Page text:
Celebrating the person behind 25 years of PFLAG Door County
This summer toward the end of June, among the smell of fried food, sounds of live music and the sight of bright rainbow flags waving throughout Martin Park in Sturgeon Bay, Open Door Pride awarded the City of Sturgeon Bay the fifth annual Sandy Brown Award. It honors a community member, business or organization that exemplifies the Open Door Pride mission: to affirm our community’s diversity through inclusion for all.
But who is Sandy Brown?
For many in Door County, Brown was the first safe, trusted person they talked to about their identities, orientations, relationships, fears and loves. But the path to becoming the namesake of Open Door Pride’s award has been a long and winding one.
Brown attempted to come out to a school counselor during the late 1960s, when the American Psychiatric Association considered homosexuality to be a mental illness.
“‘You don’t want to do that,’” she remembered as his advice to her. “That counselor was trying to save me a diagnosis,” Brown said.
A few years later, she told her mother, who died shortly afterward.
“I never knew if she told anyone else. I wasn’t out to my family,” Brown said. “She didn’t think my dad would be too understanding.”
Brown found a community, started a relationship and felt acceptance at gay-friendly events. She remembers a women’s music festival in Michigan.
“It was all women,” she said. “To be able to hold hands in the lunch line and make out – that was a freeing experience, I tell ya,” she said.
Brown also attended Pride in San Francisco and sent pictures to family members.
“One of my brothers called and said, ‘Are you trying to tell us something?’ ‘Well, as a matter of fact,’” Brown said. “Coming out is a constant process. Every time you meet someone, you have to decide when you will tell them. It’s ongoing.”
In 1991, Brown moved to Door County and worked as an early-intervention educator, traveling throughout the peninsula to work with children who had developmental disabilities. She eventually found friends with whom she felt safe and accepted. They celebrated Pride in barns and held a screening party of the well-known Ellen DeGeneres coming-out episode.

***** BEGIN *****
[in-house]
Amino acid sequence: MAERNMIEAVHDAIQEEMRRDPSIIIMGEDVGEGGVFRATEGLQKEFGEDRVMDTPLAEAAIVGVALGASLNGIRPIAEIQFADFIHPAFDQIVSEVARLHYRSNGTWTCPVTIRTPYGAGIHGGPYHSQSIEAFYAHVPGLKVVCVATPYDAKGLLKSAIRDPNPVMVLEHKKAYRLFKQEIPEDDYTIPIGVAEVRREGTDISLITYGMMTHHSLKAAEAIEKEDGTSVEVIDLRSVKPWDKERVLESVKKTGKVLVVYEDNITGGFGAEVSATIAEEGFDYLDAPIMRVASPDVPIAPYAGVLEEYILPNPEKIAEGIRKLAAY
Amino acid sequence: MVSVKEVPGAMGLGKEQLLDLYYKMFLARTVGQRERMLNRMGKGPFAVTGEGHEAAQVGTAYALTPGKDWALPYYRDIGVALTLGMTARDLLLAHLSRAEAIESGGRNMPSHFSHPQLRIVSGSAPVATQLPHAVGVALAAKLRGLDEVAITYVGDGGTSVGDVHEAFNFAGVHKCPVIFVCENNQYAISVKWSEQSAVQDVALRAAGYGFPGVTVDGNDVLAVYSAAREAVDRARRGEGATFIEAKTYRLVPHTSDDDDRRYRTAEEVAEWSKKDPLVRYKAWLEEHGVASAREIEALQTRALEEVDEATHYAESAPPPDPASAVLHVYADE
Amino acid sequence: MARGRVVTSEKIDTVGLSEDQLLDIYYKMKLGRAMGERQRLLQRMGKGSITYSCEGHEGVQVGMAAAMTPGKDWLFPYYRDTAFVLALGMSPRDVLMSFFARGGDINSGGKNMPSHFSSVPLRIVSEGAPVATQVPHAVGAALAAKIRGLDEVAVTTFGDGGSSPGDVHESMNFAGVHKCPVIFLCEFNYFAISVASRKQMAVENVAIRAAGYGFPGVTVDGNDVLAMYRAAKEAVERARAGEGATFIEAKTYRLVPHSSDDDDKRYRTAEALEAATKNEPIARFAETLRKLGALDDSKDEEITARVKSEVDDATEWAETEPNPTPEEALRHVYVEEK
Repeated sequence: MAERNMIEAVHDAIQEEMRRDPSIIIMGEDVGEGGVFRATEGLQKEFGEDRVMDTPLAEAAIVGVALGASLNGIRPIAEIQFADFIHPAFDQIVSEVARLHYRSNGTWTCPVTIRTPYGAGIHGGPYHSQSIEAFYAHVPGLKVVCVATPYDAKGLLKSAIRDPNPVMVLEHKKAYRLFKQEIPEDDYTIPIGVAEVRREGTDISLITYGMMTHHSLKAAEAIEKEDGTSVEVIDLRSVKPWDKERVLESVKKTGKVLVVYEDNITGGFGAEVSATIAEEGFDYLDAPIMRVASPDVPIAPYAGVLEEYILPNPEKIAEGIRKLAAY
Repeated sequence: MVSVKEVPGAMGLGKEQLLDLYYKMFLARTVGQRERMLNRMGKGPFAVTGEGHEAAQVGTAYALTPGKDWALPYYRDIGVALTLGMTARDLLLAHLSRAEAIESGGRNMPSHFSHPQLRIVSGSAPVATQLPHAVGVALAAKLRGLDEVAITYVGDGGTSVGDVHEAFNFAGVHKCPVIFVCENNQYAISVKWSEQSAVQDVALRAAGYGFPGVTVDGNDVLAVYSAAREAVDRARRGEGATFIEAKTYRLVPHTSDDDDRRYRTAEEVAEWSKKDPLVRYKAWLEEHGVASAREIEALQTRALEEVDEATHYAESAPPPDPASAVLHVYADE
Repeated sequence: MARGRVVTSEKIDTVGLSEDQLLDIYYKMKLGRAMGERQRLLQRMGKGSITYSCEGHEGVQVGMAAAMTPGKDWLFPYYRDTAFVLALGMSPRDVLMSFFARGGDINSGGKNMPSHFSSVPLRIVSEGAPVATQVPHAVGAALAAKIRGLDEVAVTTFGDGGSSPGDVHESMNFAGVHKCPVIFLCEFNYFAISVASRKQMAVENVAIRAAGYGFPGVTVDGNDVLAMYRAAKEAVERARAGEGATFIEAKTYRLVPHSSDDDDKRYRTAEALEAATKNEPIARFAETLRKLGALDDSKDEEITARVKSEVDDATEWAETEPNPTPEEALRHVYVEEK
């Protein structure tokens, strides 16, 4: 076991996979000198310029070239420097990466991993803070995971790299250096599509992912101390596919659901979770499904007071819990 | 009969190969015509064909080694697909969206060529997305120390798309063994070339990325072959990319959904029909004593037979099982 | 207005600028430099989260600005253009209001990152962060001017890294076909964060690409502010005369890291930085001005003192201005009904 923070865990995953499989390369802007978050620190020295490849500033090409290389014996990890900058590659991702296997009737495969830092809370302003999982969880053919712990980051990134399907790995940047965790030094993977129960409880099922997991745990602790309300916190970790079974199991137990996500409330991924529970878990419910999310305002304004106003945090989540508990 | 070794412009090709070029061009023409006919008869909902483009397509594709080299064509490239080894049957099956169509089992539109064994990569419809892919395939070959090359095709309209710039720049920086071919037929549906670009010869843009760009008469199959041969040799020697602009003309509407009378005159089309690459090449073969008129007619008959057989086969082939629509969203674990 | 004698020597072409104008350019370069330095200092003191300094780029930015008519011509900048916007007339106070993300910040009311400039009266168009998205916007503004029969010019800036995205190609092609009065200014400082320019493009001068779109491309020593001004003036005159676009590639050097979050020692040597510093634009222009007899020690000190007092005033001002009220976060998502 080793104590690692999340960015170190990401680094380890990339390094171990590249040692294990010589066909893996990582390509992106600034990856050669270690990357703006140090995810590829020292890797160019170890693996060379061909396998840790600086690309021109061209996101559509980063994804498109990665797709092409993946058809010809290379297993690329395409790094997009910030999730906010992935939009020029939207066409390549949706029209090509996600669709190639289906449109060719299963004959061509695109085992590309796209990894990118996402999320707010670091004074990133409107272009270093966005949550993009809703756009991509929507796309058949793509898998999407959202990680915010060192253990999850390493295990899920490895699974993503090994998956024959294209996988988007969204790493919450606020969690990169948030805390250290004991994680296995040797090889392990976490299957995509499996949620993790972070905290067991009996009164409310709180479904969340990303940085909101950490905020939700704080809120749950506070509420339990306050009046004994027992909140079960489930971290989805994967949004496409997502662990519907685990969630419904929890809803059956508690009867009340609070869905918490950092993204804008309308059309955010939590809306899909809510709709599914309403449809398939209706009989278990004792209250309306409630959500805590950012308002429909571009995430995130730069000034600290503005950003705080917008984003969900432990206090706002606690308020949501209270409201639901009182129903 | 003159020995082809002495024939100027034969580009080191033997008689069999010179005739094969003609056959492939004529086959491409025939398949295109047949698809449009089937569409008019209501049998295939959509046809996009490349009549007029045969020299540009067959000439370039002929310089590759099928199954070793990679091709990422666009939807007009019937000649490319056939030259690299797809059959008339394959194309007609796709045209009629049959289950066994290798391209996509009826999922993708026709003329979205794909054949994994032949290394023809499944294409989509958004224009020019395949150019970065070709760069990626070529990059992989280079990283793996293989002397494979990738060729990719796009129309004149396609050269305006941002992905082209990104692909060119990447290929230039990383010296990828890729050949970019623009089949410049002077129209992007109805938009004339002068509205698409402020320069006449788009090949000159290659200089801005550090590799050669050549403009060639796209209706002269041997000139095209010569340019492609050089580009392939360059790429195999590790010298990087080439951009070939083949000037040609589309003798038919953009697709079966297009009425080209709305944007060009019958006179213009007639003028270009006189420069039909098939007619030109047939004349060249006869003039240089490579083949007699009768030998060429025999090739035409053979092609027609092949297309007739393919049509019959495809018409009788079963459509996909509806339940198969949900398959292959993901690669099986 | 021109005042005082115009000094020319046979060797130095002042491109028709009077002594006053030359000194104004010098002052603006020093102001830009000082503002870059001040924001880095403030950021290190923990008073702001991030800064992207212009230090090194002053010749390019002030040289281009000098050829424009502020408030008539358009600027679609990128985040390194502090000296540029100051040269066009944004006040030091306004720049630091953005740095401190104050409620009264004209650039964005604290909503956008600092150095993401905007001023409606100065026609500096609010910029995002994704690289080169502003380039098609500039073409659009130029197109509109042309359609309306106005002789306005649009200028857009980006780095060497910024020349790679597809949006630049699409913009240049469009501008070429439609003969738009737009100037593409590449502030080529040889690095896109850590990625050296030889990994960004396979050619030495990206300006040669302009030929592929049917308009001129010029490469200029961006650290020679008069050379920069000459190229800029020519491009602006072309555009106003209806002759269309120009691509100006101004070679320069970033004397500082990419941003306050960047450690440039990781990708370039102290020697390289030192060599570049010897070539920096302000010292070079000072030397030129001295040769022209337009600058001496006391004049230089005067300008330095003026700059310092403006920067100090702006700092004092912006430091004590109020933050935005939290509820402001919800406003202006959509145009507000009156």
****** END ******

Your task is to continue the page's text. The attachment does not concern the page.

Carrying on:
“Ellen coming out was huge,” Brown said. “A lot of people, even in this county, started to talk more about LGBT.”
In response, Brown decided to establish a Door County PFLAG (formerly known as Parents, Families, and Friends of Lesbians and Gays) chapter in 1997. She held monthly meetings, which included screening the PBS series In the Life and offering a safe place to talk. She had a phone number people could call and a post-office box to receive letters.
“I got a letter in that P.O. box – a young man who felt he was all alone, had considered suicide,” Brown said. “We had a meeting. I’m still in touch with him. He’s doing quite well.”
There was pushback, and still is, from some community members in regard to PFLAG Door County and LGBTQIA+ issues. She recalled one media outlet telling her it wasn’t their “policy to promote that sort of thing.”
And, Brown said, “we still get stories about reservations being denied – not very often, but it does still happen. One kid was taking off makeup at the end of a meeting. They can’t express themselves. Yes, we’ve made progress, but there’s backlash about it. There is still important work that needs to be done.”
For more than 25 years, Brown has been committed to that work, not only with PFLAG Door County, but with the League of Women Voters, NEW LGBTQ+ Roundtable, Door County Nonprofit Group, Open Door Pride, and Coordinated Community Response to Domestic Violence and Sexual Assault.
“I’m a little too busy,” she said, laughing. “But it’s important.”
Beth Mitchell, PFLAG Door County’s current president, said Brown’s form of long-haul advocacy never wavers along the march toward progress.
“She’s soft spoken, but very reliable and sure footed in her support,” Mitchell said.
Mitchell reached out to PFLAG Door County in 2011 when she was looking for information about transitioning and found support and a plethora of resources that she now offers to others seeking help. Cathy Grier reached out in 2016 when she was searching for an LGBTQIA+ community after moving to Sturgeon Bay and found a group of people who not only became friends but made her dream of putting on a Door County Pride event a reality – and among them was Sandy Brown.
Grier said that naming Open Door Pride’s award after Brown was a no-brainer, given that Brown is “a pillar and beacon for LGBTQ+ community members and their allies.”
PFLAG Celebrates 25th Anniversary
PFLAG Door County will host a celebratory picnic Aug. 27, 11 am – 1 pm, in Sturgeon Bay’s Sunset Park, to mark its 25th anniversary. The potluck event, open to everyone, will also feature a mosaic project.
Since COVID-19, PFLAG Door County has moved its meetings online and found the shift to be very convenient, given the geography of the county. Members reside in places from Gills Rock to Green Bay, “so it will be nice to meet in person,” said Beth Miller, president of PFLAG Door County. “And it’s a special year.”
PFLAG Door County meets monthly on the third Tuesday. Find more information, sign up for its newsletter and receive the Zoom meeting link at pflagdoorcounty.org. Learn more about Open Door Pride and the Sandy Brown Award at opendoorpride.org.